• Webster's Revised Unabridged Dictionary
    • n Quarter-deck (Naut) That part of the upper deck abaft the mainmast, including the poop deck when there is one.☞ The quarter-deck is reserved as a promenade for the officers and (in passenger vessels) for the cabin passengers.
    • Quarter-deck the part of the upper deck abaft the mainmast, including the poop deck when there is one.
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Chambers's Twentieth Century Dictionary
    • Quarter-deck the part of the deck of a ship abaft the mainmast
    • ***


Chambers's Twentieth Century Dictionary
O. Fr.,—L. quartariusquartus, fourth.


In literature:

With us, the sailor is scarcely himself beyond his quarter-deck.
"Short Studies on Great Subjects" by James Anthony Froude
The crew and stewards were running up to the bow quarter-deck.
"Wandl the Invader" by Raymond King Cummings
For eight days the soot fell alike on the quarter-deck and the forecastle.
"A Woman's Journey through the Philippines" by Florence Kimball Russel
I was down the mast in a twinkling, caring nought if I were to swing at the yard-arm within an hour, and ran wildly to the quarter-deck.
"Sir Ludar" by Talbot Baines Reed
No one on the quarter-deck stirred.
"Kilgorman" by Talbot Baines Reed
As he came aft and joined his superior upon the quarter-deck, exultation was visible in his face, and in every movement of his body.
"Under the Meteor Flag" by Harry Collingwood
Just when this was unendurable he felt a light touch upon his shoulder, and turned to find the second black pointing upward to the quarter-deck.
"King o' the Beach" by George Manville Fenn
Oh, here's Mr Russell coming; we shall have the whole quarter-deck on the sick list directly.
"The Black Bar" by George Manville Fenn
At length, as he turned to walk forward, he saw Bob Doull coming aft, hat in hand, to the quarter-deck.
"Ronald Morton, or the Fire Ships" by W.H.G. Kingston
At last I saw my friend the doctor, with several other officers, on the quarter-deck.
"Happy Jack" by W.H.G. Kingston
Had he waited, he would probably have been sent to sea as a midshipman, and placed on the quarter-deck.
"From Powder Monkey to Admiral" by W.H.G. Kingston
His father was a fine seaman, and would have been an honour to the quarter-deck himself.
"Ben Burton" by W. H. G. Kingston
Well, after breakfast I got Jim to come aft with me to the captain, who, with most of the officers, was on the quarter-deck.
"Ernest Bracebridge" by William H. G. Kingston
You will find the drawing-room and the quarter-deck very different places.
"Marmaduke Merry" by William H. G. Kingston
The captain was on deck a moment afterwards and made ready to lower the lee quarter boat.
"The Mate of the Lily" by W. H. G. Kingston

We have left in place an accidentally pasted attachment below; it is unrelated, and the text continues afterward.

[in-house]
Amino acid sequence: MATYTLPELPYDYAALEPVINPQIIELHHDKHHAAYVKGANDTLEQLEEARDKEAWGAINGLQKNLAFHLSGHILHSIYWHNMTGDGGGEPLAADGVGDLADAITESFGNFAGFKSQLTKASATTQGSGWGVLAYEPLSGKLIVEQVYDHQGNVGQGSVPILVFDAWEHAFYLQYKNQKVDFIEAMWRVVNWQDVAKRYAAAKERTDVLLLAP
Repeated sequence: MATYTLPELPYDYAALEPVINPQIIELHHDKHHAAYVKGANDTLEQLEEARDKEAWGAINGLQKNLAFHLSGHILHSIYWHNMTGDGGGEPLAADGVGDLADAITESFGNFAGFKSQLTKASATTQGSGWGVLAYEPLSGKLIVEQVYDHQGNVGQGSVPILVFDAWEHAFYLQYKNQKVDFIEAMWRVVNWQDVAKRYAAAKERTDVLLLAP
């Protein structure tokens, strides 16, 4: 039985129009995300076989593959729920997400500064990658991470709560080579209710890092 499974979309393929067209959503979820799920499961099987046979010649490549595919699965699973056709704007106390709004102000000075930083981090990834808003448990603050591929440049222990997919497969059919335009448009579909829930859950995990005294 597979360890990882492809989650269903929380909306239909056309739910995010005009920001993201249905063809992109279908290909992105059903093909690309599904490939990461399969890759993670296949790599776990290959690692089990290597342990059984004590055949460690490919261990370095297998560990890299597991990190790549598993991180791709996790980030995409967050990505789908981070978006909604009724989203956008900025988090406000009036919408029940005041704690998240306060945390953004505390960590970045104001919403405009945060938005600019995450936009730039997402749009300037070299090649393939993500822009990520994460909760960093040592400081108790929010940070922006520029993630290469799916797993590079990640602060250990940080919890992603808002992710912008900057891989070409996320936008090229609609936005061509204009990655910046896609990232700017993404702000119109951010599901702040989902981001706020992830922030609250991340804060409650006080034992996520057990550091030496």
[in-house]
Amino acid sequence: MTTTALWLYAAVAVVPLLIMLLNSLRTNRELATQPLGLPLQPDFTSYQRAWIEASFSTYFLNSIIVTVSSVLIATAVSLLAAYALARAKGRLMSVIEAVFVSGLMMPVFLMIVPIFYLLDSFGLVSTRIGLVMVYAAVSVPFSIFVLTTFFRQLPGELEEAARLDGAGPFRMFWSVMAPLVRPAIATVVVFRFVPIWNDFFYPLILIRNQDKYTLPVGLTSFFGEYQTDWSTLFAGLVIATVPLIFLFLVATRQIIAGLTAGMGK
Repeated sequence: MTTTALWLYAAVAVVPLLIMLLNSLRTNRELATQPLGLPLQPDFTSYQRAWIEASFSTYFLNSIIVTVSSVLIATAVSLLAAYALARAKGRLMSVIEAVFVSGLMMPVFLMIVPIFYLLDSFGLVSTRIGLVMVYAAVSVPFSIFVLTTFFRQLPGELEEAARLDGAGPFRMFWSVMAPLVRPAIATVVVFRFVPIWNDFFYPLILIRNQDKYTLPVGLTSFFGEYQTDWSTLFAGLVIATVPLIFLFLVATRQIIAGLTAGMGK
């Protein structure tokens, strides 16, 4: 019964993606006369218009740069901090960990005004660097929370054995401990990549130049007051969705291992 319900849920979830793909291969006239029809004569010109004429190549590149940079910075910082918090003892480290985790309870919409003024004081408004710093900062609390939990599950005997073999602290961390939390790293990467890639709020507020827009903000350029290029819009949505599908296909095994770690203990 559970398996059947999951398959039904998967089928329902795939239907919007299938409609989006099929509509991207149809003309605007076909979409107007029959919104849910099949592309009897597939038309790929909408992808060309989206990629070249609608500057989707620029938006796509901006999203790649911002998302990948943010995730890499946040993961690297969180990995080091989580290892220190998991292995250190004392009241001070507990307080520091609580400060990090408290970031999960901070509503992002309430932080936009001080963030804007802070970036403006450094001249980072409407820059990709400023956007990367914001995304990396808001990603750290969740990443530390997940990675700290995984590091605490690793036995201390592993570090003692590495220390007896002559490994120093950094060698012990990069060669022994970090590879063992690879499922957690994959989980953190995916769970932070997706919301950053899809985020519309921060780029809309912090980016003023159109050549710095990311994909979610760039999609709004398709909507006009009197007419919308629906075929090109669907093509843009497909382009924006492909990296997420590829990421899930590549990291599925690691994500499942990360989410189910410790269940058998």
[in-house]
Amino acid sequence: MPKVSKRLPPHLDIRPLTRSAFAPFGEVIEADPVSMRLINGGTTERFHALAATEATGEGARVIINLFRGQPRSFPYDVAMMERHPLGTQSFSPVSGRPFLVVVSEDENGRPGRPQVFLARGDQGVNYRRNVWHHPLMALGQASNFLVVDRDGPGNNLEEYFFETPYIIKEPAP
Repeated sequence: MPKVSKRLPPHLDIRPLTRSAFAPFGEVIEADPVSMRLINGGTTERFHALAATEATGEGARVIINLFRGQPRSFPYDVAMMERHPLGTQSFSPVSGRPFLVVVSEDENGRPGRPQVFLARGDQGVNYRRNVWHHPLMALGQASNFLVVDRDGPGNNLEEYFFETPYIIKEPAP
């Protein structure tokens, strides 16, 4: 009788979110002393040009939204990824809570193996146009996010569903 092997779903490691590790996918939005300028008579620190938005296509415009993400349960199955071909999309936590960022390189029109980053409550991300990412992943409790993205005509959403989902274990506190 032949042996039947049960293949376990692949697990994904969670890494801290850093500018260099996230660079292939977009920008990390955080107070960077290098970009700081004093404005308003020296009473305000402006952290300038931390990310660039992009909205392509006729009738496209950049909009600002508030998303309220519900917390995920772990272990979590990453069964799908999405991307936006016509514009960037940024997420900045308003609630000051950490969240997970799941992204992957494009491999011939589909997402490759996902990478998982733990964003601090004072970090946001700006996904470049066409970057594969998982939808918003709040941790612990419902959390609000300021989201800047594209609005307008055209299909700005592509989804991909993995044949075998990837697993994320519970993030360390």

I at once made out Captain Macnamara walking the starboard side of the quarter-deck with Mr Saunders.
"Paddy Finn" by W. H. G. Kingston
The quarter-deck is not a fit place for mirth.
"The Pirate" by Frederick Marryat
A roar of laughter greeted this speech, and in another minute Ted Flaggan stood bowing modestly on the quarter-deck of the flag-ship.
"The Pirate City" by R.M. Ballantyne
Gathering strength, it burst up in a bright flame, showing that the quarter-deck could not long remain a place of security.
"The Walrus Hunters" by R.M. Ballantyne
Gradually they were beaten back, and at length were brought to bay on the quarter-deck.
"The World of Ice" by R.M. Ballantyne

In poetry:

And how so high throe earth-born dignity,
Honour and state, go sink it in the sea,
Till that great one upon the quarter deck,
Brow-bound with gold, shall give thee leave to be.
"The Exiles' Line" by Rudyard Kipling
King Olaf stood on the quarter-deck,
With bow of ash and arrows of oak,
His gilded shield was without a fleck,
His helmet inlaid with gold,
And in many a fold
Hung his crimson cloak.
"Tales Of A Wayside Inn : Part 1. The Musician's Tale; The Saga of King Olaf XIX. -- King Olaf's War-" by Henry Wadsworth Longfellow
The billows dash o'er them and topple around,
They see they are pretty near sure to be drowned.
A terrible wave o'er the quarter-deck breaks,
And the vessel it sinks in a couple of shakes!
"Brave Alum Bey" by William Schwenck Gilbert
Poor Jack is right ready to watch and to work,
And any one's servant to be,
All dangers to dare, and no duty to shirk,—
But cannot put up with that terrible Turk
A quarter-deck tyrant at sea!
"A Dozen Ballads About White Slavery. IX. Our National Defenders" by Martin Farquhar Tupper
O, if it be a lass, she shall wear a golden ring;
And if it be a lad, he shall fight for his king;
With his dirk and his hat and his little jacket blue
He shall walk the quarter-deck as his daddie used to do.
And it's home, dearie, home—
"O, Falmouth Is a Fine Town" by William Ernest Henley

In news:

Facebook's Slide Deck Explaining Its So-So Second Quarter.